Question: Paired-end reads - what is what?
13
gravatar for darxsys
4.1 years ago by
darxsys190
Croatia
darxsys190 wrote:

This is probably a dummy question, but I haven't found an explanation and I want to be sure. When paired-end sequencing is done, there are usually 2 fastq files generated, one with "left" mates and the other with "right" mates.

Assuming that mates in the first file are read from the forward strand, are then mates in the second file read from the reverse strand?

 

If so, what is exactly written in the second file? A reverse complement of the read sequence (the corresponding sequence on the forward strand)  or the pure reverse-strand sequence? And in which direction?

 

sequencing rna-seq paired-end • 21k views
ADD COMMENTlink modified 4.1 years ago by thackl2.6k • written 4.1 years ago by darxsys190
30
gravatar for thackl
4.1 years ago by
thackl2.6k
MIT
thackl2.6k wrote:

Illumina paired-end sequencing is based on the idea that you have initial DNA fragments (longer than your actual read length) and you sequence both its ends. On the Illumina chip, both ends of each sequence are amplified prior to actual sequencing using bridging. This approach results in two reads per fragment, with the first read in forward orientation and the second read in reverse-complement orientation. Depending on the inital fragment size and read length, these fragment can either overlap or not

For example, with 100 bp reads:

------[f-180bp]----->
----[r1]----->
        <----[r2]----

------------------[f-350bp]----------------->
----[r1]----->
                                <----[r2]----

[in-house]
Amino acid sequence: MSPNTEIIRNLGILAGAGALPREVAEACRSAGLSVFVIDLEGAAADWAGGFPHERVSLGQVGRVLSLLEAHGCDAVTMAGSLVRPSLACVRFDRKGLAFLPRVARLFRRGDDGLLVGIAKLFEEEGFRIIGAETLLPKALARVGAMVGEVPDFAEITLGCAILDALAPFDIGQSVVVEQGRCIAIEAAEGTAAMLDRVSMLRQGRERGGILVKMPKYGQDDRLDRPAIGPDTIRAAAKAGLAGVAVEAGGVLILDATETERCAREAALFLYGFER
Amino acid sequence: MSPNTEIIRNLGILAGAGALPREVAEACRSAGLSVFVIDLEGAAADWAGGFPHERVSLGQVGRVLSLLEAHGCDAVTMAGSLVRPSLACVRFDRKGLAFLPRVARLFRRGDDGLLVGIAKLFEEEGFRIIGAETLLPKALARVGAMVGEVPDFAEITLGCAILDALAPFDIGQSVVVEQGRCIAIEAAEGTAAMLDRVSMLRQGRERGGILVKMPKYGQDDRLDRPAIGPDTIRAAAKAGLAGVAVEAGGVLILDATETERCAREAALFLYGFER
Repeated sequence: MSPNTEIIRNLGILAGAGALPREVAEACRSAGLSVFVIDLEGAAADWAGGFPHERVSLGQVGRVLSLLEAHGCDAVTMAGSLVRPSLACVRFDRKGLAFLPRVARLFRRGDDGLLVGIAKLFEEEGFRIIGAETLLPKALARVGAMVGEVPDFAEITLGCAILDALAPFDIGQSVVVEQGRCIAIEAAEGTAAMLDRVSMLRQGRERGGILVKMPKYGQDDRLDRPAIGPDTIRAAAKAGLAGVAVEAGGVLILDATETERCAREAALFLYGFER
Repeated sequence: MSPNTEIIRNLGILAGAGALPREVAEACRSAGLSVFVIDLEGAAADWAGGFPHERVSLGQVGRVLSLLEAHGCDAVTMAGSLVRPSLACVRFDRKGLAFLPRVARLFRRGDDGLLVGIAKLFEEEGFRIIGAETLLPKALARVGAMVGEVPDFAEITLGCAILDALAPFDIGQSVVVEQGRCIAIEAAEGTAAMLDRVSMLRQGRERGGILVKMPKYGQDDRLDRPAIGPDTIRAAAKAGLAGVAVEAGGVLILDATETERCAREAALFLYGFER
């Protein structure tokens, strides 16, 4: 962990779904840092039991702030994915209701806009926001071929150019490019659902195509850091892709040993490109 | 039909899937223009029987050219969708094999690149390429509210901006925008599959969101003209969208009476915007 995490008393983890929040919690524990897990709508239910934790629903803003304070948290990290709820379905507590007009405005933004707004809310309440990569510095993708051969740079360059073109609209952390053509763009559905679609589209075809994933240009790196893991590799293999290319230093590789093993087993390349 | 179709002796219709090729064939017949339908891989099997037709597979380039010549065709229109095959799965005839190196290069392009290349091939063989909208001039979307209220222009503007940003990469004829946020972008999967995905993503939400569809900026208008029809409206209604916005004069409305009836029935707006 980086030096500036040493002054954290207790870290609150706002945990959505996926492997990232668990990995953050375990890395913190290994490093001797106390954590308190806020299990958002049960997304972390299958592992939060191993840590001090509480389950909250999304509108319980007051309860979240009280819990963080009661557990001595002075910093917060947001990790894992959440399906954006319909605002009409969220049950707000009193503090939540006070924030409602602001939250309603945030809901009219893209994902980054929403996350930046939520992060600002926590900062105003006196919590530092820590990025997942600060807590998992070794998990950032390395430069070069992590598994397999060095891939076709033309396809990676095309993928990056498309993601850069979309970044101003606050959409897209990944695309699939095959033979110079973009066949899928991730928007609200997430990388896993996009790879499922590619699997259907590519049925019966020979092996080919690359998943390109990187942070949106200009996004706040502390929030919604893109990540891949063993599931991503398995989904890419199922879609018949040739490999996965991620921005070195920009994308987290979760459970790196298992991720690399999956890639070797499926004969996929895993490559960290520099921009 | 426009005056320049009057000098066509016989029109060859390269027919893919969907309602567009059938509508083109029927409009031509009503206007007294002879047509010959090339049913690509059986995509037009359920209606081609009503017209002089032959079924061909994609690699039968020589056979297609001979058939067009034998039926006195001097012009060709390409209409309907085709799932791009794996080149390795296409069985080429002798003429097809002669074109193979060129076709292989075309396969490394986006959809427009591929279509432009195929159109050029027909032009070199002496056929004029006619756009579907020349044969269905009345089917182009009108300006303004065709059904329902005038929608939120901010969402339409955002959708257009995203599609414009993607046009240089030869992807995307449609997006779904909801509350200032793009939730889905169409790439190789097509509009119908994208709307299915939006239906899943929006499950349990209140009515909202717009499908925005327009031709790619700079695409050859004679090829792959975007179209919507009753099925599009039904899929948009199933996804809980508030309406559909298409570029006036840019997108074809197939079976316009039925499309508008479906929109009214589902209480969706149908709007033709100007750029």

Therefore, the first fastq file will contain all "r1" reads, the second file all "r2" reads.

ADD COMMENTlink modified 4.1 years ago • written 4.1 years ago by thackl2.6k
1

So in the second file, if it says: TTCAG, that actually corresponds to CTGAA in the forward strand?

ADD REPLYlink written 4.1 years ago by darxsys190
5

Yes, to have r1 and r2 in the same orientation, you need to reverse-complement one of the two reads. Keep in mind though, you usually do not know, which of the two reads corresponds to the forward strand of your initial template. Although, forward strand is just a definition anyways, usually based on transcription direction.

For double-stranded genomic DNA there is transcribed stuff on both strands. In standard protocols the generation of fragments is random, as is the strand they originate from. I actually do not know, if there is a rule used by the Illumina machine to decides which read to output as r1 and which as r2.

For RNAs, there obviously is a forward strand. But only in case of strand-specific RNA-seq you actually know how your reads are oriented with respect to your inital template.

ADD REPLYlink written 4.1 years ago by thackl2.6k
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